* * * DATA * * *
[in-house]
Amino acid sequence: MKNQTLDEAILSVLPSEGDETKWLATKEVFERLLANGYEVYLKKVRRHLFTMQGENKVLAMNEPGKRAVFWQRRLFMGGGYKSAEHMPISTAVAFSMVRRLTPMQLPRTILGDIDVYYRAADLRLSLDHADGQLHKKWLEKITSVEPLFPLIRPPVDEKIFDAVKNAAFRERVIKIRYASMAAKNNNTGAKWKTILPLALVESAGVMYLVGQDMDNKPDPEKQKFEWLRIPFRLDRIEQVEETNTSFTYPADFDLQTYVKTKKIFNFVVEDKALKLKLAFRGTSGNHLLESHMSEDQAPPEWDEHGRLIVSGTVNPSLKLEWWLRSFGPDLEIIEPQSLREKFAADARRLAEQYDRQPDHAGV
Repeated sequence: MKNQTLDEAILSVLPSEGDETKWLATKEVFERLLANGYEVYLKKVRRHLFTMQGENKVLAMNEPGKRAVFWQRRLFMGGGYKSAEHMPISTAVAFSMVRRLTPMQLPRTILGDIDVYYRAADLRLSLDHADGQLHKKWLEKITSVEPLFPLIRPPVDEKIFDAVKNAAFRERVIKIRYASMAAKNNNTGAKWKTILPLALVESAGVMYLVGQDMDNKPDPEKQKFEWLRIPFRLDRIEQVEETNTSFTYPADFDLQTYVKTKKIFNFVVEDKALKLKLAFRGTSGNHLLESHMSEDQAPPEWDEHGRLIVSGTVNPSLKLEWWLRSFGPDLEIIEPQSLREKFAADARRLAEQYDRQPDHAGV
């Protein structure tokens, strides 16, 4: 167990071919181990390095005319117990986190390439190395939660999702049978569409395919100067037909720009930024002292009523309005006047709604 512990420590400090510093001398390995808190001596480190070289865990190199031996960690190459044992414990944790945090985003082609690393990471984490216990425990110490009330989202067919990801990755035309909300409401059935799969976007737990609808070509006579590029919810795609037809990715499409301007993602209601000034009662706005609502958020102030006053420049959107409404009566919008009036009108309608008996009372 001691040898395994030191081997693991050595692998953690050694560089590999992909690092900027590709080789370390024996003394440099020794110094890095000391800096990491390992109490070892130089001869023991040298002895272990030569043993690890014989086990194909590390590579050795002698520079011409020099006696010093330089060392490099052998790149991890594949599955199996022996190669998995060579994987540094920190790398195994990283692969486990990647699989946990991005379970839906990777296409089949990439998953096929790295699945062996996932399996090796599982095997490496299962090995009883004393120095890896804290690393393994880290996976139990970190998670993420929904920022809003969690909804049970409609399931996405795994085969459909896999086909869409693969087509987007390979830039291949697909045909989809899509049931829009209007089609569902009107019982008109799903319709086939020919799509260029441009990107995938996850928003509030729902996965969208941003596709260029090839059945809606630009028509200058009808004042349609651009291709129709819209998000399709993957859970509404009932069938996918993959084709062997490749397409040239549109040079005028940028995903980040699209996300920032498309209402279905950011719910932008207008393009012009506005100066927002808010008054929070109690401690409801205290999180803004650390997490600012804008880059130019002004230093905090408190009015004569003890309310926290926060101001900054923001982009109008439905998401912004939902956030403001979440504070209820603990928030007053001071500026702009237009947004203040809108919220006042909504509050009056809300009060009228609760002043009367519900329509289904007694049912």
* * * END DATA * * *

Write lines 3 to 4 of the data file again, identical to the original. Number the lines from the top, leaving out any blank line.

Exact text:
Repeated sequence: MKNQTLDEAILSVLPSEGDETKWLATKEVFERLLANGYEVYLKKVRRHLFTMQGENKVLAMNEPGKRAVFWQRRLFMGGGYKSAEHMPISTAVAFSMVRRLTPMQLPRTILGDIDVYYRAADLRLSLDHADGQLHKKWLEKITSVEPLFPLIRPPVDEKIFDAVKNAAFRERVIKIRYASMAAKNNNTGAKWKTILPLALVESAGVMYLVGQDMDNKPDPEKQKFEWLRIPFRLDRIEQVEETNTSFTYPADFDLQTYVKTKKIFNFVVEDKALKLKLAFRGTSGNHLLESHMSEDQAPPEWDEHGRLIVSGTVNPSLKLEWWLRSFGPDLEIIEPQSLREKFAADARRLAEQYDRQPDHAGV
């Protein structure tokens, strides 16, 4: 167990071919181990390095005319117990986190390439190395939660999702049978569409395919100067037909720009930024002292009523309005006047709604 512990420590400090510093001398390995808190001596480190070289865990190199031996960690190459044992414990944790945090985003082609690393990471984490216990425990110490009330989202067919990801990755035309909300409401059935799969976007737990609808070509006579590029919810795609037809990715499409301007993602209601000034009662706005609502958020102030006053420049959107409404009566919008009036009108309608008996009372 001691040898395994030191081997693991050595692998953690050694560089590999992909690092900027590709080789370390024996003394440099020794110094890095000391800096990491390992109490070892130089001869023991040298002895272990030569043993690890014989086990194909590390590579050795002698520079011409020099006696010093330089060392490099052998790149991890594949599955199996022996190669998995060579994987540094920190790398195994990283692969486990990647699989946990991005379970839906990777296409089949990439998953096929790295699945062996996932399996090796599982095997490496299962090995009883004393120095890896804290690393393994880290996976139990970190998670993420929904920022809003969690909804049970409609399931996405795994085969459909896999086909869409693969087509987007390979830039291949697909045909989809899509049931829009209007089609569902009107019982008109799903319709086939020919799509260029441009990107995938996850928003509030729902996965969208941003596709260029090839059945809606630009028509200058009808004042349609651009291709129709819209998000399709993957859970509404009932069938996918993959084709062997490749397409040239549109040079005028940028995903980040699209996300920032498309209402279905950011719910932008207008393009012009506005100066927002808010008054929070109690401690409801205290999180803004650390997490600012804008880059130019002004230093905090408190009015004569003890309310926290926060101001900054923001982009109008439905998401912004939902956030403001979440504070209820603990928030007053001071500026702009237009947004203040809108919220006042909504509050009056809300009060009228609760002043009367519900329509289904007694049912």